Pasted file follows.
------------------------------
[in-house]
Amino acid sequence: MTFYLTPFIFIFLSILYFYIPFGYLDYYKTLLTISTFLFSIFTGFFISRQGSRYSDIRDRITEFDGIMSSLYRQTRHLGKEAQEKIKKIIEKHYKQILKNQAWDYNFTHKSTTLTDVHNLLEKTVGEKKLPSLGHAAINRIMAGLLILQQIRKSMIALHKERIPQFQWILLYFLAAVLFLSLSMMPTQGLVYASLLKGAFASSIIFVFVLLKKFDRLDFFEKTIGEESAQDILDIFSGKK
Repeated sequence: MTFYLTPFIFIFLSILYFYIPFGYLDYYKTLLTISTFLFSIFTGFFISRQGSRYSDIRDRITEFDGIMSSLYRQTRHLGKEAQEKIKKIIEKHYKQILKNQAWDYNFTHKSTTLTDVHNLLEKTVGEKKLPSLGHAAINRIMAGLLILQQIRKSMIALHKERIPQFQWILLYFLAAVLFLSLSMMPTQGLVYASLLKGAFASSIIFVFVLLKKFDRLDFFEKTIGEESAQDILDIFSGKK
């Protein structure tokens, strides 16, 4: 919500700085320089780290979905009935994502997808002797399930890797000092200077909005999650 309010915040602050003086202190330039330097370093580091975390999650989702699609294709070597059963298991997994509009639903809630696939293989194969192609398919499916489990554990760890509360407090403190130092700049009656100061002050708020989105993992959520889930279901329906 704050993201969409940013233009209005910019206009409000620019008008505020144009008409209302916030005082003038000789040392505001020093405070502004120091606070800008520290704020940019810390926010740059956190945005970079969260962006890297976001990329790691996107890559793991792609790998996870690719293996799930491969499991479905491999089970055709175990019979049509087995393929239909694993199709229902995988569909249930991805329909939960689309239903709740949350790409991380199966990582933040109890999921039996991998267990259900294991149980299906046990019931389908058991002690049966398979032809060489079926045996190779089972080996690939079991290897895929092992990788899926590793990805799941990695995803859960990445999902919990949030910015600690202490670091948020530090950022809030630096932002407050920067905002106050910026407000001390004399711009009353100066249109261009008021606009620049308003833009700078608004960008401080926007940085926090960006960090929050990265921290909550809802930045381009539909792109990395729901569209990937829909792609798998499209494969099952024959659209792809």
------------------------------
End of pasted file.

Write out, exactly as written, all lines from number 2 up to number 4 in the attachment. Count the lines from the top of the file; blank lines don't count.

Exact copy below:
Amino acid sequence: MTFYLTPFIFIFLSILYFYIPFGYLDYYKTLLTISTFLFSIFTGFFISRQGSRYSDIRDRITEFDGIMSSLYRQTRHLGKEAQEKIKKIIEKHYKQILKNQAWDYNFTHKSTTLTDVHNLLEKTVGEKKLPSLGHAAINRIMAGLLILQQIRKSMIALHKERIPQFQWILLYFLAAVLFLSLSMMPTQGLVYASLLKGAFASSIIFVFVLLKKFDRLDFFEKTIGEESAQDILDIFSGKK
Repeated sequence: MTFYLTPFIFIFLSILYFYIPFGYLDYYKTLLTISTFLFSIFTGFFISRQGSRYSDIRDRITEFDGIMSSLYRQTRHLGKEAQEKIKKIIEKHYKQILKNQAWDYNFTHKSTTLTDVHNLLEKTVGEKKLPSLGHAAINRIMAGLLILQQIRKSMIALHKERIPQFQWILLYFLAAVLFLSLSMMPTQGLVYASLLKGAFASSIIFVFVLLKKFDRLDFFEKTIGEESAQDILDIFSGKK
């Protein structure tokens, strides 16, 4: 919500700085320089780290979905009935994502997808002797399930890797000092200077909005999650 309010915040602050003086202190330039330097370093580091975390999650989702699609294709070597059963298991997994509009639903809630696939293989194969192609398919499916489990554990760890509360407090403190130092700049009656100061002050708020989105993992959520889930279901329906 704050993201969409940013233009209005910019206009409000620019008008505020144009008409209302916030005082003038000789040392505001020093405070502004120091606070800008520290704020940019810390926010740059956190945005970079969260962006890297976001990329790691996107890559793991792609790998996870690719293996799930491969499991479905491999089970055709175990019979049509087995393929239909694993199709229902995988569909249930991805329909939960689309239903709740949350790409991380199966990582933040109890999921039996991998267990259900294991149980299906046990019931389908058991002690049966398979032809060489079926045996190779089972080996690939079991290897895929092992990788899926590793990805799941990695995803859960990445999902919990949030910015600690202490670091948020530090950022809030630096932002407050920067905002106050910026407000001390004399711009009353100066249109261009008021606009620049308003833009700078608004960008401080926007940085926090960006960090929050990265921290909550809802930045381009539909792109990395729901569209990937829909792609798998499209494969099952024959659209792809």